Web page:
Salient. Victoria University Student Newspaper. Volume 36, Number 10. 23rd May 1973
The World Bank on Colonialism
The World Bank on Colonialism
The inspiration for this article was a lecture given by Dr. Bavanson of the World Bank to assorted Geography and Economics III students on the topic "Industrial Technology for Developing countries" on April 11.
Usually when the subject of imperialism is mentioned or discussed, your mind turns to thinking of the activities of Multi-National Corporations (MNCs). You think of ITT spending millions of dollars financing publicity for opposition to Allende in the Chilean elections and then when failure seemed inevitable trying to organise a right-wing coup. And then you realise that a subsidiary of the same mob of gangsters runs the University cafeteria.
The economic basis for this type of imperialism is that the "profit-maximising entrepreneur" will invest his capital resources whenever they will earn the best rate of return. In general, this will be in those parts of the world where labour is cheapest (South Africa, for example, where the white bosses pay their black workers no more than that "which is necessary to enable the labourers, one with another, to subsist and to perpetuate their race"), and where the natural resources needed for industry are most plentiful. The MNC can then export these items to the home country where the costs of production would be higher, possibly putting workers in the home country out of work. (This is becoming a genuine fear in the U.S.A.). This is an explanation for the threats made by the New Zealand management of General Motoros to its striking workers that, unless they went back to work, their cars would be imported from South Africa, where they could be produced more cheaply anyway.
But imperialism is very much associated with colonialism and neo-colonialism. It strives to stifle any independent development in the colony. The most subtle of the ways that have been developed for acheiving this is through technology, but the policy is also carried on through the control of financial systems, product designs, and managerial positions. The MNCs also build up tariffs in their home countries to prevent the colonies from competing with them with manufactured goods, and thus to force them to trade mainly in raw materials.
But the consideration of the role of technology and technical skills in colonialist policy has, to a large extent, been passed over. However, as the U.N. Secretary—General, Dr. Waldheim, has pointed out, 98% of the world's technological resources are controlled by the industrialised countries. The MNC, by the use of patent laws in the LDC (less-developed country), is able to establish a technological monopoly for itself. There are two ways by which the MNC can do this: it can establish a subsidiary or it can licence a local manufacturer. But whichever method is adopted, there is no outlet for any local technological innovation. This means that any scientists that the LDC does manage to produce must form part of the brain dram. I.B.M. is a very good example of this development.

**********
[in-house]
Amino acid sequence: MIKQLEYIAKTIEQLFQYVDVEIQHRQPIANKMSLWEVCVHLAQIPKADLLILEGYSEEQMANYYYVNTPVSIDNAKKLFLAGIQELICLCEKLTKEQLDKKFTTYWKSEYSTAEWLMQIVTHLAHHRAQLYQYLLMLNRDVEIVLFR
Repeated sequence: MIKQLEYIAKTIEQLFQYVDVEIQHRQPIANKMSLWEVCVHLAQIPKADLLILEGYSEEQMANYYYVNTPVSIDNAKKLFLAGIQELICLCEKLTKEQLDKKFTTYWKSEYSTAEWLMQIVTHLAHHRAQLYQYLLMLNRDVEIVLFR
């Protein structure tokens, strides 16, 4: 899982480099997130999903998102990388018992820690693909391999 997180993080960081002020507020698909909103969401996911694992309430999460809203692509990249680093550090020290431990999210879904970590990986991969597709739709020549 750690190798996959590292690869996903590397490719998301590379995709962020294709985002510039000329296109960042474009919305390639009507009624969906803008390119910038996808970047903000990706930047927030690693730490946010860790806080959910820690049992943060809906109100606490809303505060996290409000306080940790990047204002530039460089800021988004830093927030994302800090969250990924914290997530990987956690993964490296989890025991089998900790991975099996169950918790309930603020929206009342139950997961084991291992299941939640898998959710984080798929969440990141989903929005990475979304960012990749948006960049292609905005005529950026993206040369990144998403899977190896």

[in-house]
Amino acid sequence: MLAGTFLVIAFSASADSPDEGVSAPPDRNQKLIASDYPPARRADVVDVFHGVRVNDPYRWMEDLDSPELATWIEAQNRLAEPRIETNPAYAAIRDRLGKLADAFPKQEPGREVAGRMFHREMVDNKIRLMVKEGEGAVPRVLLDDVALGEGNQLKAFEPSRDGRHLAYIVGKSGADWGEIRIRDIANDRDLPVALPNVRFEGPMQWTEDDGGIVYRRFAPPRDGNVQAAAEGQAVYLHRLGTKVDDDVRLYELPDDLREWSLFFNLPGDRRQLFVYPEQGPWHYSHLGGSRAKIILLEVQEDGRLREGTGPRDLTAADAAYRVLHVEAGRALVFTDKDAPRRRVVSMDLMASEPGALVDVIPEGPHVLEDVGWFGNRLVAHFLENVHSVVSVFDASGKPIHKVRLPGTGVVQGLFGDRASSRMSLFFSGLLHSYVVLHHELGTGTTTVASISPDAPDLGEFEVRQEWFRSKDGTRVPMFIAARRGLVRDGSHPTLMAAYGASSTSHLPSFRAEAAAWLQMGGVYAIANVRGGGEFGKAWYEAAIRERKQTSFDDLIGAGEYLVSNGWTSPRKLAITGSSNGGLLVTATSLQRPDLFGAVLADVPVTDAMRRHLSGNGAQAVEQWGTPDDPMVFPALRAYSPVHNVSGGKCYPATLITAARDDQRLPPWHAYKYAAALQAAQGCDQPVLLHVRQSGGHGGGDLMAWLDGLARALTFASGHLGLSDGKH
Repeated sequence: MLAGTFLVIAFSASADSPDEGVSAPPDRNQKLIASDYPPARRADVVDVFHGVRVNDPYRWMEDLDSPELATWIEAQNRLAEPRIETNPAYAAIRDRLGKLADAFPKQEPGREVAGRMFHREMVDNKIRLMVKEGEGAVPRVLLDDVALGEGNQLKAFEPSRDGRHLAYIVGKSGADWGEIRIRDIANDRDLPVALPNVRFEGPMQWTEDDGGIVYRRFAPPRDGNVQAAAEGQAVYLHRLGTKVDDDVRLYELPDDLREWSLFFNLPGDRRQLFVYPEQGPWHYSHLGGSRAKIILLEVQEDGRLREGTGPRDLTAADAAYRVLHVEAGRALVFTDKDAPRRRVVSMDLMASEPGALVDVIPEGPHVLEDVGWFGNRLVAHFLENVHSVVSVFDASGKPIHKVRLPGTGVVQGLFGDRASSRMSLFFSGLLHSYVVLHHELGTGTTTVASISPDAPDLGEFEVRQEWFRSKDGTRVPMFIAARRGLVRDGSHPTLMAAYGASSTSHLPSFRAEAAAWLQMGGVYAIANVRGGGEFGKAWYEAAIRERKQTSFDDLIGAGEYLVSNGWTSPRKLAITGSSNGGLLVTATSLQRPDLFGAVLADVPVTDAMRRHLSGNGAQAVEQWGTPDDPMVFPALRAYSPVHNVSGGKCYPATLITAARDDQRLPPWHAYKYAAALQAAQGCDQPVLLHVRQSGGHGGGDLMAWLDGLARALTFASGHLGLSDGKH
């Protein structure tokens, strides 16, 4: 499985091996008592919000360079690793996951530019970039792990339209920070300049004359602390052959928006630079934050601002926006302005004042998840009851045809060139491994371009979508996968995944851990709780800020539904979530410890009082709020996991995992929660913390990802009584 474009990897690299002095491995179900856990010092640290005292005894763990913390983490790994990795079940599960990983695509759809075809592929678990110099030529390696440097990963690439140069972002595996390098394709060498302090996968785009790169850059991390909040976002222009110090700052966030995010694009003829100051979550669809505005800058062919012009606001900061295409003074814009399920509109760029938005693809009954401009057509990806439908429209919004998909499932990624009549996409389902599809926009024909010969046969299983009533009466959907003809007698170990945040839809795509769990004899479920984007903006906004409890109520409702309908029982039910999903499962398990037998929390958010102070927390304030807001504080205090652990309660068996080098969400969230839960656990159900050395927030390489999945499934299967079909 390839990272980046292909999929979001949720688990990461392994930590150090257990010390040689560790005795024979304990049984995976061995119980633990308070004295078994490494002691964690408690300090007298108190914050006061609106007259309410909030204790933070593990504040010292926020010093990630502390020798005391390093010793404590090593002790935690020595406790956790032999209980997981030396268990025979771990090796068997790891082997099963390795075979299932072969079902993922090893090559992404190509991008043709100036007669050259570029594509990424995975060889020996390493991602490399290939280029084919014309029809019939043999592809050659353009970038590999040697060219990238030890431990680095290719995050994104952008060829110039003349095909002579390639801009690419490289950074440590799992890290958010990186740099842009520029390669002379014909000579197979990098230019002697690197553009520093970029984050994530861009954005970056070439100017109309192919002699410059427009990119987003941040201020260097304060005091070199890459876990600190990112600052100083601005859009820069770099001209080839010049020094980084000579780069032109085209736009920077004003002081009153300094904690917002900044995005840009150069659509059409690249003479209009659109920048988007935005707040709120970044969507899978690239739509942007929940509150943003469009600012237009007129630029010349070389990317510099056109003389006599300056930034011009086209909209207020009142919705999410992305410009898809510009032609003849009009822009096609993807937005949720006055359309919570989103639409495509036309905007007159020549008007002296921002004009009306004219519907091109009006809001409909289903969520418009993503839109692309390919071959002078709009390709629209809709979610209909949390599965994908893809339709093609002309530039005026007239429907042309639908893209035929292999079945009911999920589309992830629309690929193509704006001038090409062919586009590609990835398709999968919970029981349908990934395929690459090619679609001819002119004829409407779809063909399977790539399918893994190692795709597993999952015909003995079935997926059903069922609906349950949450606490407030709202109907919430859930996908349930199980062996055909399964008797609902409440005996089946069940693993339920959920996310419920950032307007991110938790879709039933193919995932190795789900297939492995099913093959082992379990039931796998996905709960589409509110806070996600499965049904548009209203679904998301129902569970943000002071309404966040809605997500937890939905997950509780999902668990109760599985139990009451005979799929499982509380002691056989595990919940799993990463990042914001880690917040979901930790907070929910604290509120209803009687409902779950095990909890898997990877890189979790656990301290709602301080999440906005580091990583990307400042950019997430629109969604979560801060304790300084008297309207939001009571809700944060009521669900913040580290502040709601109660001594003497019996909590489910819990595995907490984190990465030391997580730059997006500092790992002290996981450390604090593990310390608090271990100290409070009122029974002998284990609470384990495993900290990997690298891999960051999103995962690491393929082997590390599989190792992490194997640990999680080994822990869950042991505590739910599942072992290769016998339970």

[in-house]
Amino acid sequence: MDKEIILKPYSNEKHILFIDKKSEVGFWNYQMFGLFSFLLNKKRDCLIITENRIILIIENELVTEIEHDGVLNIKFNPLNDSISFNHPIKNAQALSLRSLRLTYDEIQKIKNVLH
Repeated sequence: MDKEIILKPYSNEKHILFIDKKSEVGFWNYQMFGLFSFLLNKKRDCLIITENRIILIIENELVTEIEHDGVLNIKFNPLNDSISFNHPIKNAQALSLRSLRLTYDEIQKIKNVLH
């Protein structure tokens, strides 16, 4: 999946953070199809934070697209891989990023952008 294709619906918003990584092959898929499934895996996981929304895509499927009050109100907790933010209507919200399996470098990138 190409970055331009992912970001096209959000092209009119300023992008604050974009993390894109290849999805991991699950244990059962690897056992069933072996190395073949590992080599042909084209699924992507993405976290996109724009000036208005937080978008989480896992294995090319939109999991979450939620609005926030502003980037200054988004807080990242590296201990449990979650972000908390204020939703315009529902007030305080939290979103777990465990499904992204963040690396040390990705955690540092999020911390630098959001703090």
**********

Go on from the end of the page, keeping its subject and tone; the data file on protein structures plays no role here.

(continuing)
However, it is doubtful whether, under these conditions, the LDC will be able to produce any scientists or skilled people. What incentive is there for big business to finance education in the colonies in the way that it does in developed countries like New Zealand? Any development of education can only endanger the technological monopoly of the MNC. Perhaps this is the reason for the inequality in expenditure on white and black education in South Africa. It is not worth giving the blacks any more education than the minimum necessary so that they can be taught their semi-skilled jobs in the mines and in the factories. The use by the MNC of its own skilled technicians explains why skilled jobs in South Africa are whites only, and why the Bantustans can never truely have an independent existence. It is all part of establishing the dependence of the colonial peoples on the MNCs for their livelihood.
The problem of the monopoly of technology and technical skills is not quite all, however. Because all the higher strata of management are filled by colonialists, the people of the LDC can never get any experience in managerial skills. Because the MNC has always financed industry, there are no indigenous sources of finance. (This is similiar to the problem in post-revolutionary Russia which ultimately led to the rapprochement with the capitalist powers and to N.E.P.). These problems, however, are of lesser importance to those imposed by the technological umbilical cord from New York, Tokyo or London, etc to the LDC).
How does New Zealand stand in relation to these types of neo-colonialist relationships? In terms of standard of living, New Zealand is a developed country, but from many other points of view it may be regarded as a colony. With exports of primary produce in exchange for manufactured imports at continually deteriorating terms of trade, we are protected from the rigours of neo-colonialist exploitation only by our small population which is, of course, mainly white. Except for our timber industry, almost all our heavy industry is foreign owned, managed by foreigners, and selling foreign designed products (take the motor industry, for example, or consider the case of those enterprises in New Zealand which have their accounting systems designed in London). There is very little outlet for New Zealand technological innovation, except in those industries which are export-orientated such as timber and meat-freezing. To a considerable extent, New Zealand is farmed by British and American capital, but with a certain amount of Japanese and Australian capital also.